The genus Klebsiella belongs to the family Enterobacteriaceae.1 The bacteria are named after Edwin Klebs, a 19th century German microbiologist. Klebsiellae are rod-shaped, nonmotile, gram-negative bacteria with a noticeable polysaccharide capsule coating the whole cell surface. This capsule is responsible for the large appearance of the bacterium on Gram stain and their resistance toward various defense mechanisms of the host.2
The genus Klebsiella was formerly divided into 3 main species on the basis of its biochemical reactions. At present, 7 species with demonstrated similarities in genomic sequence are known,3 namely Klebsiella pneumoniae, Klebsiella ozaenae, Klebsiella rhinoscleromatis, Klebsiella oxytoca, Klebsiella planticola, Klebsiella terrigena, and Klebsiella ornithinolytica. K. pneumoniae is the most important species of the group from a medical point of view, whereas K. oxytoca and K. rhinoscleromatis have also been recovered from human clinical specimens. In recent years, klebsiellae have acquired a steadily growing significance in nosocomial (hospital-acquired) infections.4
Klebsiellae are ubiquitous in nature. In humans, this microbe may colonize the skin, the pharynx, or the gastrointestinal tract5 as well as sterile wounds and urine. The bacterial load varies with different studies. Klebsiellae may be considered as a part of the normal microbiota in many segments of the colon and the biliary ducts.6 Oropharyngeal foci of infection have been related to compromised host defenses, endotracheal intubation, and the use of antimicrobials.
The range of clinical syndromes includes pneumonia, urinary tract infection, thrombophlebitis, diarrhea, bacteremia, wounds infection, cholecystitis, upper respiratory tract infection, osteomyelitis, and meningitis. The presence of invasive devices, the use of urinary catheters and antibiotics, and the contamination of respiratory support equipment increase the likelihood of nosocomial infections sustained by Klebsiella species. Sepsis and septic shock may be caused by the diffusion of bacteria into the blood from a focal source.7–9
The widespread use of antibiotic molecules characterized by a broad spectrum in hospitalized patients has steered to an undesirable increase in the overall load of klebsiellae and, subsequently, to the development of multidrug-resistant strains able to synthesize extended-spectrum beta-lactamase.10 They efficiently hydrolyze penicillins, cephalosporins, carbapenems, monobactams, and even β-lactamase inhibitors. These strains are particularly virulent, express capsular-type K55, and have a considerable ability to propagate.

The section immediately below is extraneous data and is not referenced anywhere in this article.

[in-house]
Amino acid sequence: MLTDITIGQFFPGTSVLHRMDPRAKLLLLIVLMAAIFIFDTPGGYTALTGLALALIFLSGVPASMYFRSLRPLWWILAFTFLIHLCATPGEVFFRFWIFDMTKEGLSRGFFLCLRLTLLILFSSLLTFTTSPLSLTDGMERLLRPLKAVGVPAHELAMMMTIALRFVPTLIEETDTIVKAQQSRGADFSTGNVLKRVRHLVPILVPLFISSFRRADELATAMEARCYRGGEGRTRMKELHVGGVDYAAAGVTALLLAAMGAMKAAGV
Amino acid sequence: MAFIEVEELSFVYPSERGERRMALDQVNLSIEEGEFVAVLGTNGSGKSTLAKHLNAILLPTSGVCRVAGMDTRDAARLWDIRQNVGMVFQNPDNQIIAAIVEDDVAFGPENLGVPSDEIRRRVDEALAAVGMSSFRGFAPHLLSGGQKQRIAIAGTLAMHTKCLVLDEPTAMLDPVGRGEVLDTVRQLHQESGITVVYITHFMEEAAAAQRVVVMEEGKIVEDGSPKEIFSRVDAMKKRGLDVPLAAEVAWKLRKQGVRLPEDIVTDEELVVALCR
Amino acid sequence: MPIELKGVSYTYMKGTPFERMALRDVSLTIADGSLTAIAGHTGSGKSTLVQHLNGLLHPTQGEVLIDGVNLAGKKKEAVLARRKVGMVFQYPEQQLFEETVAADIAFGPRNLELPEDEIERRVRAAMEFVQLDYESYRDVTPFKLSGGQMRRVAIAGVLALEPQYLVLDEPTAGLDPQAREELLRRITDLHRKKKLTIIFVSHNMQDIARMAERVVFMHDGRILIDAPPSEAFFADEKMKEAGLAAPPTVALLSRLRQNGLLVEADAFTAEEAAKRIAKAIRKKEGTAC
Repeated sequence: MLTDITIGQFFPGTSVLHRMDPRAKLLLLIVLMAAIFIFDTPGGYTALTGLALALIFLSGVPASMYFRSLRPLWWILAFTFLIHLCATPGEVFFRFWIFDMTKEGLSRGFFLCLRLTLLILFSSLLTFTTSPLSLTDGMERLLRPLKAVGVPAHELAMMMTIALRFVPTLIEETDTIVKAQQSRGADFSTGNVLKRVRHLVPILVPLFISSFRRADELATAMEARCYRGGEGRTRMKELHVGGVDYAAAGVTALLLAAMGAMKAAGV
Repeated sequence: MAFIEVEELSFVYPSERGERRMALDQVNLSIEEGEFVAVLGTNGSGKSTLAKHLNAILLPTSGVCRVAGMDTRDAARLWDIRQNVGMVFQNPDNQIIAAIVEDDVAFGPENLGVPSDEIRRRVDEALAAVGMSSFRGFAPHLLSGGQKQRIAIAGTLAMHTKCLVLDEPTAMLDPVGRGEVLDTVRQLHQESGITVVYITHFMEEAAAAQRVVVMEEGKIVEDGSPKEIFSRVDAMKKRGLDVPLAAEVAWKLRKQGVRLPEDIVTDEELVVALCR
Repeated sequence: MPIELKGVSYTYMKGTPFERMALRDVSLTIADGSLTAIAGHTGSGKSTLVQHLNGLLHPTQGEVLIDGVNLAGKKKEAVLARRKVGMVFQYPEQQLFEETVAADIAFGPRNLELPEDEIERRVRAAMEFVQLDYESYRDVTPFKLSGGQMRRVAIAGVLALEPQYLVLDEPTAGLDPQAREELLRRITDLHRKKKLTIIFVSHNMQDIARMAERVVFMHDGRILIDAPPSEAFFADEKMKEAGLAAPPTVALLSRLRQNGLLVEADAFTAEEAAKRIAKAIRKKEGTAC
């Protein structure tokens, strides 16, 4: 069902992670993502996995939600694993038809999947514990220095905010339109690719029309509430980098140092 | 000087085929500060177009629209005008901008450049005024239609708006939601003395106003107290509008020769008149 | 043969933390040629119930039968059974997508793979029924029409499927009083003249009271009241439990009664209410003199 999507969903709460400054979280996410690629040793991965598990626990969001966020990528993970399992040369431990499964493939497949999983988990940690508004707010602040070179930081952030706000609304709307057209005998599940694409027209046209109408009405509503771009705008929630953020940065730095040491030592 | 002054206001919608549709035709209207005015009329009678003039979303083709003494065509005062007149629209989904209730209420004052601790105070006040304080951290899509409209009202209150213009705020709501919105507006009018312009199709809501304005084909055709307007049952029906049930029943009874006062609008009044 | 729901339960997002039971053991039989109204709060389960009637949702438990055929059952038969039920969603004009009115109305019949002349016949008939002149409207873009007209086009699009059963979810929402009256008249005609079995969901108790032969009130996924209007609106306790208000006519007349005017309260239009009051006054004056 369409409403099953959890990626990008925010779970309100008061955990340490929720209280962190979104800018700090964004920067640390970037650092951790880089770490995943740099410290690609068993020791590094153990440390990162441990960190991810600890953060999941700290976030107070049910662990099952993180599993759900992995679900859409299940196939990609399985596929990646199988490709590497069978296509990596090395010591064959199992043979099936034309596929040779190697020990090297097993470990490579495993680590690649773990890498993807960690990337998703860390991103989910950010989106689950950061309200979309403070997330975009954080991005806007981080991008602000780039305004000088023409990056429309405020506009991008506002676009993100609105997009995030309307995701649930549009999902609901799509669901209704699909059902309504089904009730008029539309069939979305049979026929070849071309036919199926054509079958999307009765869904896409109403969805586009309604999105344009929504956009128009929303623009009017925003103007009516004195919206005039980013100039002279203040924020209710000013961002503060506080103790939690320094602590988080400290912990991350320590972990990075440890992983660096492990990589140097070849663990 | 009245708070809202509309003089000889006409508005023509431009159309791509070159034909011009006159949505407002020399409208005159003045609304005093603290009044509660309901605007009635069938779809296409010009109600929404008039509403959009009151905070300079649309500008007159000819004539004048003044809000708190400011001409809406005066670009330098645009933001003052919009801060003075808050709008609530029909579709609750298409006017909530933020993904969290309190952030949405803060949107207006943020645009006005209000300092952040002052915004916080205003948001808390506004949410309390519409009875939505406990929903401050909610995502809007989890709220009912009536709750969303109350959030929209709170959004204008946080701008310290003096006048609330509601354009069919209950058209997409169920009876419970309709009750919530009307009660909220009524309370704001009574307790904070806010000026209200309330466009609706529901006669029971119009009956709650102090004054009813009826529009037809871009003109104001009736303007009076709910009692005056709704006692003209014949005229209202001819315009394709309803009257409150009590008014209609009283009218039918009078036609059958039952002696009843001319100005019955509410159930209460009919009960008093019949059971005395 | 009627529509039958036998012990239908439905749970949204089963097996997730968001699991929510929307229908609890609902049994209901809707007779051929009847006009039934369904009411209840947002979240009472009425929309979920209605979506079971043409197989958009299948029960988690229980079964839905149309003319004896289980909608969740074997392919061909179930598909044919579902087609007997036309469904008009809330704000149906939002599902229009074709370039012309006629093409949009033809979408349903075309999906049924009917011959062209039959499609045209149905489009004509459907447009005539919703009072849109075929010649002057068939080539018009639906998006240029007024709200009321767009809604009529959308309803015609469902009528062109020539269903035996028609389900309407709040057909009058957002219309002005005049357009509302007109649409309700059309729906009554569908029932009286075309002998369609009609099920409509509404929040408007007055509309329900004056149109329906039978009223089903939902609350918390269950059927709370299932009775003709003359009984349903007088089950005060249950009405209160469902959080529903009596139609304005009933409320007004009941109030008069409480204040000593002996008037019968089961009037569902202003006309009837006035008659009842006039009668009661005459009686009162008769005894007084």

The bacteria escape the innate immunity of the host through several means, mainly due to the polysaccharide capsule, which is the main determinant of their pathogenicity.
In some parts of the world, K. pneumoniae is a significant cause of community-acquired pneumonia in the elderly. Studies conducted in Japan and Malaysia reported an incidence rate of 15% to 40%, which is equal, if not superior, to that of Haemophilus influenzae.11,12 In the United States, however, the most relevant risk involves persons with alcoholism as they constitute up to 66% of the people affected by this disease. The associated mortality rate is around 50%, even if in persons with alcoholism and bacteremia could approach 100%.13
Klebsiellae also account for roughly 8% of all hospital-acquired infections among the pediatric populations. In the United States, they represent one of the top 8 pathogens in hospitals. Klebsiellae could be regarded as the second reason of gram-negative sepsis after Escherichia coli and are involved in around 14% of the cases of primary bacteremia.14,15
In this context, it may be useful to find one or more probiotic bacteria with a high inhibitory activity, at least on an in vitro basis, against klebsiellae, with particular reference to the species K. pneumoniae.
Probiotics are defined as “live microorganisms that, when administered in adequate amounts, confer a health benefit on the host.” The actual mechanism of action of probiotics is subject to constant, increasingly in-depth studies, with regard to their beneficial effects manifested at the gut level and also in other parts of the body, including the respiratory tract. The beneficial effects exerted by probiotics on the host include the inhibition of harmful or pathogenic bacteria growth. A previous study by Savino et al16 showed that 2 of 27 strains of Lactobacillus examined possessed an antimicrobial effect against 6 species of gas-forming coliforms isolated from colicky infants, including K. pneumoniae CG 23a.